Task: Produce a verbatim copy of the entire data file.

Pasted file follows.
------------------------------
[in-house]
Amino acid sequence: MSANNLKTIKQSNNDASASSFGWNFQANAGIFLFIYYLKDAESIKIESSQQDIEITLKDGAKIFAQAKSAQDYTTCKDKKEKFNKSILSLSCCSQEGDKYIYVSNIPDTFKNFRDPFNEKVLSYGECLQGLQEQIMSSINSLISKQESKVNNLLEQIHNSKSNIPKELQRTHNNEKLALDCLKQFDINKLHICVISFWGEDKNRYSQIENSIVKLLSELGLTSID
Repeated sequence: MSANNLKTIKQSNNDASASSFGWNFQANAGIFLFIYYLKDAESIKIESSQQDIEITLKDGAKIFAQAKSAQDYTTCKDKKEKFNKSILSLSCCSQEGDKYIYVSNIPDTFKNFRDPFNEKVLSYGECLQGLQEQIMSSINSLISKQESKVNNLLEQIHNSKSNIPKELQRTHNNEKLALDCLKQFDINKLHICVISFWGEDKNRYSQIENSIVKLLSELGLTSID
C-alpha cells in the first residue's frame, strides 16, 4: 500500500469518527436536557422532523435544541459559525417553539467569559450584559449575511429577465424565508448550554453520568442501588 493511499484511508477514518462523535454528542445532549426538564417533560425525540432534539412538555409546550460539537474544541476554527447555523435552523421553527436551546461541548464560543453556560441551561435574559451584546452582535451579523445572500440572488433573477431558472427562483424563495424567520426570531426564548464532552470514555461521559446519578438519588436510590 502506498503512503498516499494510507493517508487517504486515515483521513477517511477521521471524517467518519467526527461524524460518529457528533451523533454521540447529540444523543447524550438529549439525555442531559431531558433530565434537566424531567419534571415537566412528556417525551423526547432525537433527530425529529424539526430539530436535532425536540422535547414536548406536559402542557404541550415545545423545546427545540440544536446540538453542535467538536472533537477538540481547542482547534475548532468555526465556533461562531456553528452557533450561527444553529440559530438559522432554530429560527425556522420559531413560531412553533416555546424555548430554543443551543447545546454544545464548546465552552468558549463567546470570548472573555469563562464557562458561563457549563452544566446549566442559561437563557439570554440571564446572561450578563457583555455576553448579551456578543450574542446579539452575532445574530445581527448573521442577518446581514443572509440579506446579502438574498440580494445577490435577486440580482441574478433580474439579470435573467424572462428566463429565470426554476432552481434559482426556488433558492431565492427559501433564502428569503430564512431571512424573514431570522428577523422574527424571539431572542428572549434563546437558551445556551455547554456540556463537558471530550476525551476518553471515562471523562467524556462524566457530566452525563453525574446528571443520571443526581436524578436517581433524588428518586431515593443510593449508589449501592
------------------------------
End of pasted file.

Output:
[in-house]
Amino acid sequence: MSANNLKTIKQSNNDASASSFGWNFQANAGIFLFIYYLKDAESIKIESSQQDIEITLKDGAKIFAQAKSAQDYTTCKDKKEKFNKSILSLSCCSQEGDKYIYVSNIPDTFKNFRDPFNEKVLSYGECLQGLQEQIMSSINSLISKQESKVNNLLEQIHNSKSNIPKELQRTHNNEKLALDCLKQFDINKLHICVISFWGEDKNRYSQIENSIVKLLSELGLTSID
Repeated sequence: MSANNLKTIKQSNNDASASSFGWNFQANAGIFLFIYYLKDAESIKIESSQQDIEITLKDGAKIFAQAKSAQDYTTCKDKKEKFNKSILSLSCCSQEGDKYIYVSNIPDTFKNFRDPFNEKVLSYGECLQGLQEQIMSSINSLISKQESKVNNLLEQIHNSKSNIPKELQRTHNNEKLALDCLKQFDINKLHICVISFWGEDKNRYSQIENSIVKLLSELGLTSID
C-alpha cells in the first residue's frame, strides 16, 4: 500500500469518527436536557422532523435544541459559525417553539467569559450584559449575511429577465424565508448550554453520568442501588 493511499484511508477514518462523535454528542445532549426538564417533560425525540432534539412538555409546550460539537474544541476554527447555523435552523421553527436551546461541548464560543453556560441551561435574559451584546452582535451579523445572500440572488433573477431558472427562483424563495424567520426570531426564548464532552470514555461521559446519578438519588436510590 502506498503512503498516499494510507493517508487517504486515515483521513477517511477521521471524517467518519467526527461524524460518529457528533451523533454521540447529540444523543447524550438529549439525555442531559431531558433530565434537566424531567419534571415537566412528556417525551423526547432525537433527530425529529424539526430539530436535532425536540422535547414536548406536559402542557404541550415545545423545546427545540440544536446540538453542535467538536472533537477538540481547542482547534475548532468555526465556533461562531456553528452557533450561527444553529440559530438559522432554530429560527425556522420559531413560531412553533416555546424555548430554543443551543447545546454544545464548546465552552468558549463567546470570548472573555469563562464557562458561563457549563452544566446549566442559561437563557439570554440571564446572561450578563457583555455576553448579551456578543450574542446579539452575532445574530445581527448573521442577518446581514443572509440579506446579502438574498440580494445577490435577486440580482441574478433580474439579470435573467424572462428566463429565470426554476432552481434559482426556488433558492431565492427559501433564502428569503430564512431571512424573514431570522428577523422574527424571539431572542428572549434563546437558551445556551455547554456540556463537558471530550476525551476518553471515562471523562467524556462524566457530566452525563453525574446528571443520571443526581436524578436517581433524588428518586431515593443510593449508589449501592